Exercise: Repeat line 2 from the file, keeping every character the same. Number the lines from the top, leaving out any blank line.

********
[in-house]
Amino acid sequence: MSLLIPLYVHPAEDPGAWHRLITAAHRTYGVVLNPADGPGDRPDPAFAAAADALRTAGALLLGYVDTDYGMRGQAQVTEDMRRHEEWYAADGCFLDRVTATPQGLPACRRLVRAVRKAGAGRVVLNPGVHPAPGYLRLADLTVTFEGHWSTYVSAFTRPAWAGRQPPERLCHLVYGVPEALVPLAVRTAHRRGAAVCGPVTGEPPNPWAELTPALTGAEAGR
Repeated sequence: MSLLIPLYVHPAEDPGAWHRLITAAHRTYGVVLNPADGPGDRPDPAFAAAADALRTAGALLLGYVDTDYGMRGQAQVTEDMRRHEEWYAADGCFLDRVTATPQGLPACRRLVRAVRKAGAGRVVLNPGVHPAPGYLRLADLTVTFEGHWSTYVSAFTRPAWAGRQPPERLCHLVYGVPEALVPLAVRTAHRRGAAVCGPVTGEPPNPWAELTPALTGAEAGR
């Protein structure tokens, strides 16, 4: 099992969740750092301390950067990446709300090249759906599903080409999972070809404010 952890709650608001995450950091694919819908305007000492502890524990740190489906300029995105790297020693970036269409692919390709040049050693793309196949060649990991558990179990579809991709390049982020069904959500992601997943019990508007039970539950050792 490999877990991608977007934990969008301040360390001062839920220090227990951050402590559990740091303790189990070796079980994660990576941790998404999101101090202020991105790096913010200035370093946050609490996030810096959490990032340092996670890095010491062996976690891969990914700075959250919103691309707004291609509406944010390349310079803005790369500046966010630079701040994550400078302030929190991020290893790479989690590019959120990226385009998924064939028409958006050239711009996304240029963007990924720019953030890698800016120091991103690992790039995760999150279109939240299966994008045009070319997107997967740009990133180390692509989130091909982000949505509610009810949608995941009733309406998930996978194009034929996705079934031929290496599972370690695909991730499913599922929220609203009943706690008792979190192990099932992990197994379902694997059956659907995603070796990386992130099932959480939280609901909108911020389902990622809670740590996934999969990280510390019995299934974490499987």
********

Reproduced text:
Amino acid sequence: MSLLIPLYVHPAEDPGAWHRLITAAHRTYGVVLNPADGPGDRPDPAFAAAADALRTAGALLLGYVDTDYGMRGQAQVTEDMRRHEEWYAADGCFLDRVTATPQGLPACRRLVRAVRKAGAGRVVLNPGVHPAPGYLRLADLTVTFEGHWSTYVSAFTRPAWAGRQPPERLCHLVYGVPEALVPLAVRTAHRRGAAVCGPVTGEPPNPWAELTPALTGAEAGR